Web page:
People Are Calling For A Supermarket Boycott This Christmas As Coles & Woolworths’ Prices Climb

A TikTok video calling for people to boycott Coles and Woolworths has racked up more than a million views, as consumers demand supermarkets making record profits offer relief to their customers from cost-of-living pressures.

Brisbane woman Dylan Fragomeni is leading the call for a boycott of the two supermarket giants on December 23rd and 24th in a video posted to multiple social media sites, which she says are among the most profitable days for the businesses.

“The point of the proposed boycott is to say hey we’ve had enough, we can’t afford this,” she said in the video.

“We know that you recorded record profit margins last year which means you can afford to lower the prices which means we can afford to shop with you again.”

Fragomeni said she was calling for the boycott in light of the massive profits of more than $1 billion posted by the two companies, and said she would continue to call for action until prices were lowered.

“If we need to absolutely we’ll continue to boycott to once a week, once a month, whatever works for people,” she said.

“But if we don’t do something about it nothing’s going to happen.”

However, responses to the call to boycott were mixed, with some saying the companies would not notice a drop in sales over a single day.

“She obviously has not worked at a senior level in FMCG retail,” one person wrote on X (formerly Twitter).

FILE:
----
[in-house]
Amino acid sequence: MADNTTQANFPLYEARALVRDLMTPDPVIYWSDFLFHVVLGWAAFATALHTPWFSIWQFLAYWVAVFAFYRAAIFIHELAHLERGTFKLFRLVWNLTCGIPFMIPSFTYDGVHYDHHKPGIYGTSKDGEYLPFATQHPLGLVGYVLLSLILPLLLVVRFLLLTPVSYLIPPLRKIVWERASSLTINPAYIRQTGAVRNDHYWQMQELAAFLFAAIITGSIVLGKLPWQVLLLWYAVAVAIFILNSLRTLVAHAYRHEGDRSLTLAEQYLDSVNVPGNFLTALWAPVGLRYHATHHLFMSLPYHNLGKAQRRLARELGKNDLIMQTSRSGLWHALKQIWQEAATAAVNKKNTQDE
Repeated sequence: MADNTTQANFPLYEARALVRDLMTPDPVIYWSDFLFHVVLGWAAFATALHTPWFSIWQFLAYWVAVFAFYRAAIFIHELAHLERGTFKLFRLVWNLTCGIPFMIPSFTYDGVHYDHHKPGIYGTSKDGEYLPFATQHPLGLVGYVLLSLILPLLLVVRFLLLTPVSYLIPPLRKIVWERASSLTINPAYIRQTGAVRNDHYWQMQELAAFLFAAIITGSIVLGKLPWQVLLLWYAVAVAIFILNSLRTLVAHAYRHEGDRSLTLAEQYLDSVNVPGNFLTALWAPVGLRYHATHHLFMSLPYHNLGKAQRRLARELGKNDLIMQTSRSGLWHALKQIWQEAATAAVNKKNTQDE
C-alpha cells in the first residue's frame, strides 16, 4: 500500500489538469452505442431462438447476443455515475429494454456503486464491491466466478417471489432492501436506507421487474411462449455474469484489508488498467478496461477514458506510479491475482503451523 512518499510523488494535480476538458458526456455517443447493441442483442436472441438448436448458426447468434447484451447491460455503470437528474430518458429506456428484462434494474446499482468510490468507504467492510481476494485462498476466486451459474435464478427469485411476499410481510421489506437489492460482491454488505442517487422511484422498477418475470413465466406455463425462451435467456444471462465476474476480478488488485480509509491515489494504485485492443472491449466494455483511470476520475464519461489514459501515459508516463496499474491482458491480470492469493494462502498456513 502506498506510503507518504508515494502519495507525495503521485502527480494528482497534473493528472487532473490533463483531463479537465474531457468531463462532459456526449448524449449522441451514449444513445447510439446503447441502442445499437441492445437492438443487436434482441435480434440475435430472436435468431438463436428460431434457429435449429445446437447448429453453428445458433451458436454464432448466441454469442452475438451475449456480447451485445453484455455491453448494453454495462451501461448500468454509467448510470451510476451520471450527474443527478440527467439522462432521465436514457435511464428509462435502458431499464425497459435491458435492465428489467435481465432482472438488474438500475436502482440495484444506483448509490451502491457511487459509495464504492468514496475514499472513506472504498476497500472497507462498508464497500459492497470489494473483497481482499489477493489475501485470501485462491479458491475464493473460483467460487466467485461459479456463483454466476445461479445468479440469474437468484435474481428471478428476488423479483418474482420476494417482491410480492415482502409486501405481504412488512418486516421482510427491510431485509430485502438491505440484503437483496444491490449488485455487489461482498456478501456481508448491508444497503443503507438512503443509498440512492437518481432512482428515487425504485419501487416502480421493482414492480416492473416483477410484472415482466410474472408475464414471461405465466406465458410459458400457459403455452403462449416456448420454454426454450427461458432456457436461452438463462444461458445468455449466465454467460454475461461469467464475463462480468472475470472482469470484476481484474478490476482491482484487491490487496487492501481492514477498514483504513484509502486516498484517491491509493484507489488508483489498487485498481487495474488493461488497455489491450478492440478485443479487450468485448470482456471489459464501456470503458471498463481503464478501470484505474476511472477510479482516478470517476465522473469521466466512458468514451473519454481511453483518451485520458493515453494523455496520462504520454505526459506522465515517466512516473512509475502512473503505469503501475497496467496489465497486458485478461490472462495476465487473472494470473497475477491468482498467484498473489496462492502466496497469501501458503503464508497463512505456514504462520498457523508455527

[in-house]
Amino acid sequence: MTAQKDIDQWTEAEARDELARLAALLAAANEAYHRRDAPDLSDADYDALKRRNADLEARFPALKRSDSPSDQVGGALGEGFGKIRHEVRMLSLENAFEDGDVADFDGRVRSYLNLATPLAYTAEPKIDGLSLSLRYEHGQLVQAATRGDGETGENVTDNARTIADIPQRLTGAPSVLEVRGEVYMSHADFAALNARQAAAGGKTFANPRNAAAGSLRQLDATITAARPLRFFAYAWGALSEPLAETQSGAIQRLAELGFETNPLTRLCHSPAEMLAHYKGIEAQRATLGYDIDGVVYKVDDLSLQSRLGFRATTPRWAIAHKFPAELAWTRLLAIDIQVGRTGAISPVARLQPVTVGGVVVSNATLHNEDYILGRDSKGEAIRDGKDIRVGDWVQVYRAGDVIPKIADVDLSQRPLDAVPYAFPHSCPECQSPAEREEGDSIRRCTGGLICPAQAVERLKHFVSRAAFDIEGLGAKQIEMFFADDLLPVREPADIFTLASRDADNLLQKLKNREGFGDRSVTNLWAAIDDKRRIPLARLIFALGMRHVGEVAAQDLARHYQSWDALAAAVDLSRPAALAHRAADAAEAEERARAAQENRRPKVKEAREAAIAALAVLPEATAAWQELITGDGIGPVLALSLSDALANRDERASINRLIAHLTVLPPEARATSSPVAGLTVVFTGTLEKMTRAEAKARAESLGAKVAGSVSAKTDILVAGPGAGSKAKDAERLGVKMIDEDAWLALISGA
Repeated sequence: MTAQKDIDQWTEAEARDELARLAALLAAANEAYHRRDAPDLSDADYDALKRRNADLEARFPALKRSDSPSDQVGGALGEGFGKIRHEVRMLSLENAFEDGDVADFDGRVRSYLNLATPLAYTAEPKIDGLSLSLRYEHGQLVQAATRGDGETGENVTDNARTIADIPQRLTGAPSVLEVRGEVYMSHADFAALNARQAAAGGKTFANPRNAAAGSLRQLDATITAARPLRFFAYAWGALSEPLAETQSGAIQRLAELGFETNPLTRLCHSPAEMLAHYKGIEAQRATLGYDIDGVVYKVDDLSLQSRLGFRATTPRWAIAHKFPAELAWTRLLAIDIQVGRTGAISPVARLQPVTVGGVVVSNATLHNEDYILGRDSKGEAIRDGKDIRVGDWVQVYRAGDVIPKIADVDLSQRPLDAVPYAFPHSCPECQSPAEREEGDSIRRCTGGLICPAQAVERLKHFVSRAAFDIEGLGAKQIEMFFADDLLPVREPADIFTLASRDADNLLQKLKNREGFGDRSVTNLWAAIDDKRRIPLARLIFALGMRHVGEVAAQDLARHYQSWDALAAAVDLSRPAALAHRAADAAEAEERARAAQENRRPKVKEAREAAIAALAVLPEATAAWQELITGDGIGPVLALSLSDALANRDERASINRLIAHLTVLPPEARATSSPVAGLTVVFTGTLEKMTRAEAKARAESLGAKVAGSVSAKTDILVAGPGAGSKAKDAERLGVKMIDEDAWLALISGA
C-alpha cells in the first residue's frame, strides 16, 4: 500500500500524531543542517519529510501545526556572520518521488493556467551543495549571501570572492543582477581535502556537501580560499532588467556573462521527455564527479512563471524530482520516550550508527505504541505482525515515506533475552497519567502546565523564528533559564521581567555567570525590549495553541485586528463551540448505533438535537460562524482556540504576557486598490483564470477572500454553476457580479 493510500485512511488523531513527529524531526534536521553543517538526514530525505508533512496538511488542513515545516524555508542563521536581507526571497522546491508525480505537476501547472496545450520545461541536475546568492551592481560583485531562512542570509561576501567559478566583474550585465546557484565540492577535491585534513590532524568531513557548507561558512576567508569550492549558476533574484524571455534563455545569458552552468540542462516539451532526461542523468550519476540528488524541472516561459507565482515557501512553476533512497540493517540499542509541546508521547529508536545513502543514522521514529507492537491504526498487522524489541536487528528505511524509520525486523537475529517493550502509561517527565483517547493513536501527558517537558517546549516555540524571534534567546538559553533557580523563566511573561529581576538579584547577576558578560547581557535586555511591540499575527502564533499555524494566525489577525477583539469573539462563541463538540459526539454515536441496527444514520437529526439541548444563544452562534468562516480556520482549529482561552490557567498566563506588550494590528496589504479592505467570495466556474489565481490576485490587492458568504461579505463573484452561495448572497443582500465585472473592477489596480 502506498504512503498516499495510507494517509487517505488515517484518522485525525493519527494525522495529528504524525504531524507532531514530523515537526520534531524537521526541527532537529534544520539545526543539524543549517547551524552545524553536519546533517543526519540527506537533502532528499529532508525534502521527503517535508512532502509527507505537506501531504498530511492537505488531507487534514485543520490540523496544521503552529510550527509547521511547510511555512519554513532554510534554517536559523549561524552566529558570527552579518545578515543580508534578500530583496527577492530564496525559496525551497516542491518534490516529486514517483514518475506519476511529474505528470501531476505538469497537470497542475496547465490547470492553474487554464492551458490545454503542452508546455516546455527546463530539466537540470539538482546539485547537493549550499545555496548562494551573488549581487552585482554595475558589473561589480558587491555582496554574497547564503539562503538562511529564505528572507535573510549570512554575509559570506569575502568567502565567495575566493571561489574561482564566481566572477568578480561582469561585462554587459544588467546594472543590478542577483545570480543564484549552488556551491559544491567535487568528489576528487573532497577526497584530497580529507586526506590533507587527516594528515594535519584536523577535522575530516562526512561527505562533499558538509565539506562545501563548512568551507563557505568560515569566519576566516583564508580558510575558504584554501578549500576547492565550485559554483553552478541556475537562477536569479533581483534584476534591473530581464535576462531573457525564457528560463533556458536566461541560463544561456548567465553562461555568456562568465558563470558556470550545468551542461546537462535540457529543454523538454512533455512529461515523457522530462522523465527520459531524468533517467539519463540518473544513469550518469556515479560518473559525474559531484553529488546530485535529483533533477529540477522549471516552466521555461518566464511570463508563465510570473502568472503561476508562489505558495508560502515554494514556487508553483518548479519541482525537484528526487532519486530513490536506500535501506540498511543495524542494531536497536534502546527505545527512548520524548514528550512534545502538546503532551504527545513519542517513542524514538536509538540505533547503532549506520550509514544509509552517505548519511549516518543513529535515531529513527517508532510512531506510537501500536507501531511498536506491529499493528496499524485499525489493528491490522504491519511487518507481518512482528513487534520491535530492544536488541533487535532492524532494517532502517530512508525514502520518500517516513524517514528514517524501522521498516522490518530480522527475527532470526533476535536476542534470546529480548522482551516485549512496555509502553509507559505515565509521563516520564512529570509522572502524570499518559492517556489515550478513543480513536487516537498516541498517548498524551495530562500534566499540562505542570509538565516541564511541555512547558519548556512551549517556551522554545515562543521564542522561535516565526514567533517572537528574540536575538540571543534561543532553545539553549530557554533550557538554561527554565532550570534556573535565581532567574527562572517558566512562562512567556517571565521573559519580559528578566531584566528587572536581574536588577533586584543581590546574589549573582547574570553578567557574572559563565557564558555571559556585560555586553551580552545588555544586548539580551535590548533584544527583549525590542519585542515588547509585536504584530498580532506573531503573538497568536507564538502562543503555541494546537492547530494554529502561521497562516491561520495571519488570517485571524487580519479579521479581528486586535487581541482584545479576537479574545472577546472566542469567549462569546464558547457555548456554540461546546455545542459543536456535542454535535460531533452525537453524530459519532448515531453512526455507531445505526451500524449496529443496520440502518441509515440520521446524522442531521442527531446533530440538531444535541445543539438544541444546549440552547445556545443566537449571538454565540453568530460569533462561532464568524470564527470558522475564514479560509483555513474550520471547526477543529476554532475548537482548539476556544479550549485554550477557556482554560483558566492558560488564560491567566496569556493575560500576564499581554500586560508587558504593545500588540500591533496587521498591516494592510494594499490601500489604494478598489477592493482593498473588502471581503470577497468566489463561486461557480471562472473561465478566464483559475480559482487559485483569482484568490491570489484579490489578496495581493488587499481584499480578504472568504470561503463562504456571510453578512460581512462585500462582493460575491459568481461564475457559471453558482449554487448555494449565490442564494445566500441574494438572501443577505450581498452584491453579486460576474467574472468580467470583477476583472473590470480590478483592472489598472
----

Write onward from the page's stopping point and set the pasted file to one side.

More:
“The stock is contracted months earlier. If you buy your leg ham on the 19th or the 24th it makes no difference.”

Despite record high prices on supermarket shelves, profits are not been felt by producers. Earlier this month, calls arose for the ACCC to investigate after farmers were paid up to 70 per cent less per kilo of meat while shelf prices remained steady. Similarly, dairy farmers haven’t seen their margins increase.

Shadow Agricultural Minister David Littleproud, who raised the initial questions over price discrepancies, reiterated the urgency of an inquiry in a media stand up last week.

“When you’re seeing a 70 per cent reduction in sale yard prices compared to an eight per cent reduction at the supermarket, someone’s cleaning up — and that’s Coles and Woolworths,” he said.

“Where are the CEOs of Coles and Woolworths? They’ve gone hiding, they won’t front up and front any media and say why their prices are still exorbitant.”

He said shelf prices had remained high for six months, when they should have reflected lower farmyard prices within a matter of weeks.